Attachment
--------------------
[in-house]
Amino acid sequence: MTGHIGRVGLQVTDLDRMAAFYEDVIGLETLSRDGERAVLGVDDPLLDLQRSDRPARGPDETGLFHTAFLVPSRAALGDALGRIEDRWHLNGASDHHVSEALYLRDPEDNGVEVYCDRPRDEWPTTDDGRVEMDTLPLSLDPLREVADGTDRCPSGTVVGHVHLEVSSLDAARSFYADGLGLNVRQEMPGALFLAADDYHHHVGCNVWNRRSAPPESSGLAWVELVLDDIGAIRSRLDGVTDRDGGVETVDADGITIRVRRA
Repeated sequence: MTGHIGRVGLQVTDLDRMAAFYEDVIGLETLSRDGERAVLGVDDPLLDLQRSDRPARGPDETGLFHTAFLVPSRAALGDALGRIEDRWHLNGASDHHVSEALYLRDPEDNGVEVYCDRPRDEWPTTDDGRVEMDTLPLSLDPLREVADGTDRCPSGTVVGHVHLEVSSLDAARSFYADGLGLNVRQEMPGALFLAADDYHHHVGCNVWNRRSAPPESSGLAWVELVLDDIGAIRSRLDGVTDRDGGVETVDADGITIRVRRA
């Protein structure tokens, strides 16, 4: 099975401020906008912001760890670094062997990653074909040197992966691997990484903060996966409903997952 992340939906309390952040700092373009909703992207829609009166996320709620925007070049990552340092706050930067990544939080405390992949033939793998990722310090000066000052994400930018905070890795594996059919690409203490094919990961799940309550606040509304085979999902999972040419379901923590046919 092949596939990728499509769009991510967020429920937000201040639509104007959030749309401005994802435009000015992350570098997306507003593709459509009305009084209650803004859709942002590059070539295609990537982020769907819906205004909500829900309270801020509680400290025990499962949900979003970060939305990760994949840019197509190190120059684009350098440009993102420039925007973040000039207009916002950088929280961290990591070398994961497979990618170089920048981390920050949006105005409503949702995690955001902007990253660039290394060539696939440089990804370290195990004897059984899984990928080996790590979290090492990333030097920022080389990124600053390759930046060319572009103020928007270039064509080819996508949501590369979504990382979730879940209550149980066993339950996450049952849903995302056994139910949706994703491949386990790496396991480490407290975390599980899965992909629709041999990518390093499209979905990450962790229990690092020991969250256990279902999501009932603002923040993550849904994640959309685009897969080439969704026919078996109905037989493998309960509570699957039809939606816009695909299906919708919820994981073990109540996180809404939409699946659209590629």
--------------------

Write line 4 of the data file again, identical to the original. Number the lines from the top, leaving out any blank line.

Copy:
């Protein structure tokens, strides 16, 4: 099975401020906008912001760890670094062997990653074909040197992966691997990484903060996966409903997952 992340939906309390952040700092373009909703992207829609009166996320709620925007070049990552340092706050930067990544939080405390992949033939793998990722310090000066000052994400930018905070890795594996059919690409203490094919990961799940309550606040509304085979999902999972040419379901923590046919 092949596939990728499509769009991510967020429920937000201040639509104007959030749309401005994802435009000015992350570098997306507003593709459509009305009084209650803004859709942002590059070539295609990537982020769907819906205004909500829900309270801020509680400290025990499962949900979003970060939305990760994949840019197509190190120059684009350098440009993102420039925007973040000039207009916002950088929280961290990591070398994961497979990618170089920048981390920050949006105005409503949702995690955001902007990253660039290394060539696939440089990804370290195990004897059984899984990928080996790590979290090492990333030097920022080389990124600053390759930046060319572009103020928007270039064509080819996508949501590369979504990382979730879940209550149980066993339950996450049952849903995302056994139910949706994703491949386990790496396991480490407290975390599980899965992909629709041999990518390093499209979905990450962790229990690092020991969250256990279902999501009932603002923040993550849904994640959309685009897969080439969704026919078996109905037989493998309960509570699957039809939606816009695909299906919708919820994981073990109540996180809404939409699946659209590629």